No matter how successful you are, you should take time to try something new
This month, I have been looking for something new to add to my fitness routine of water aerobics, yoga, weights and occasional elliptical and salsa dancing. Since my gym offers Zumba classes, I thought I'd give it a go.
Observation #1: Zumba is not for the faint of heart. I taught water aerobics for 10 years, and I taught a hard class. Zumba kicked my cardio butt in the first five minutes.
Observation #2: There is a reason there are no Zumba for Arthritics classes. This particular class was 90% jumping and incredibly high impact, which was really tough on the joints.
Observation #3: Everyone looks stupid the first time they try something. I was a competitive ballroom dancer; I took years of belly dance and I go salsa dancing socially a few times a month. I still looked absolutely ridiculous trying to do Zumba, even though I can do camels, belly rolls and Cuban hip motion without thinking twice. The mirror-lined studio walls confirmed it.
The dark side of success
And this got me thinking about an article Allan Shoenberg posted a link to today about the dark side of America's achievement culture and how Americans can be driven to achieve without knowing why nor deriving any enjoyment from the journey to success. In it, Andrew Yang, the CEO of Venture America, describes coping with a dot com failure, his subsequent adventures at a series of failed startups and his happiness at working for an unknown company that most people wouldn't file under "success." He describes feeling constant pressure to "make something" of himself (whatever that means) and of a type of competitiveness that could be described as the work equivalent of keeping up with the Joneses.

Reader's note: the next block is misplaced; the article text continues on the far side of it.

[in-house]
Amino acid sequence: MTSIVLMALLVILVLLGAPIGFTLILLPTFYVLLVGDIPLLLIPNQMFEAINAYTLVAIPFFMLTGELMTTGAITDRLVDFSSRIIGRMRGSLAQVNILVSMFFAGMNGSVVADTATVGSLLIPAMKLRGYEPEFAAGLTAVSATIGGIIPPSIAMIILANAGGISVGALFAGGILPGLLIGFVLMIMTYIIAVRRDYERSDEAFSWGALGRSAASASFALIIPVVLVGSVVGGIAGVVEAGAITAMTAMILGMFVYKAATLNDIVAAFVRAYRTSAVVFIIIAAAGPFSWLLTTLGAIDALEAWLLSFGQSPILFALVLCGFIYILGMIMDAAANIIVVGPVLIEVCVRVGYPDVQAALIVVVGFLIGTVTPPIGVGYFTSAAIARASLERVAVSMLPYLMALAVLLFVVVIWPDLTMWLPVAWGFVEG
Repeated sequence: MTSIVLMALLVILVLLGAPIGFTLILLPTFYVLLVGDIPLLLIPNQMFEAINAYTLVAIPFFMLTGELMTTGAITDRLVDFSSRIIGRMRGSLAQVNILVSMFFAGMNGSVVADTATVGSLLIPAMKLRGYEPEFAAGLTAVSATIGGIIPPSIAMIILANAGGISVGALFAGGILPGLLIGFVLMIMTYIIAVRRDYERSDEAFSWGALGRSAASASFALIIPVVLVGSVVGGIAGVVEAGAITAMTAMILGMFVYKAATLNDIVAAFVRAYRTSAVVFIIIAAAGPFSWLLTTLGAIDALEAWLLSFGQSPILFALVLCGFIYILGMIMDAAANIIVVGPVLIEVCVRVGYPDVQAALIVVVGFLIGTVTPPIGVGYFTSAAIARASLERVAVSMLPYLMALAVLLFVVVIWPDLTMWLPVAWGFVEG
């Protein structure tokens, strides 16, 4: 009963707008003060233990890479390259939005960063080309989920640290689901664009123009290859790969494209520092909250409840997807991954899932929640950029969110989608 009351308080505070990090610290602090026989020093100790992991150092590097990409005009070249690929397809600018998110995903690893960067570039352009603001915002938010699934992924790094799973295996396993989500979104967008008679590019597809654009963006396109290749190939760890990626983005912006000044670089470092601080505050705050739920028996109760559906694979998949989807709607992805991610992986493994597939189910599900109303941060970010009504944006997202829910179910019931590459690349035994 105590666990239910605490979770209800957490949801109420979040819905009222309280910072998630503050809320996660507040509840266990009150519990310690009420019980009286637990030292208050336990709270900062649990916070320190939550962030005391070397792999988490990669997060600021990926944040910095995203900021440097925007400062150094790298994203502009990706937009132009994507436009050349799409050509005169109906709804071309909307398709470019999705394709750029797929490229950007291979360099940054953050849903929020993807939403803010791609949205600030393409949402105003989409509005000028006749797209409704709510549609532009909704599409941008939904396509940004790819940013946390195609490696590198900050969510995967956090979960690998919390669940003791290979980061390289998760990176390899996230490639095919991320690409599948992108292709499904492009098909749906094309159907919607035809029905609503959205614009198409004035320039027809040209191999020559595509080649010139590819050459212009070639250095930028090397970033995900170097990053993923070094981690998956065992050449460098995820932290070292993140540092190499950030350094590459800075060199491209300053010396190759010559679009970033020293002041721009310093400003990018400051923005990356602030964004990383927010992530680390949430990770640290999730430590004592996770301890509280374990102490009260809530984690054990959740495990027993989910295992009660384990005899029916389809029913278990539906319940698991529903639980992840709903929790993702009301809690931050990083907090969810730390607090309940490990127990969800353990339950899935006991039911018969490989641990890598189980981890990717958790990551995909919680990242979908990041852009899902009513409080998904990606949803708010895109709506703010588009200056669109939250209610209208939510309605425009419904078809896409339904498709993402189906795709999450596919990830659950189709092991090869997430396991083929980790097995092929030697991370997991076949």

His recommendations to fight the "success demons," loosely paraphrased, are to be honest, value yourself for things that aren't on your resume and find your passion.
Get out of your comfort zone
To that I would add: get out of your comfort zone and try something new. Do things you aren't good at. No matter how busy, focused or "successful" you are, you can afford to spend a small percentage of your time doing something that isn't in your wheelhouse, that is outside your comfort zone. Why does this matter?
To quote Heinlein, "specialization is for insects." Learning a new skill--or attempting to learn a new skill and sucking at it--forces you to see the world in a different way, outside of your on-the-path-to-success paradigm. It will remind you to value not only the talents that you have mastered but to value in others those that you haven't.
With my stiff joints, I'm probably never going to be any good at Zumba. But I'm still going to give it a few more tries, because there is value in the experience of not "succeeding." And while I self-identify strongly as a marketer, in the last few months, I've been more active on the sales side of my company business because (a) I'm needed there and (b) outside of my comfort zone is occasionally a good place to be.
What new thing have you tried lately?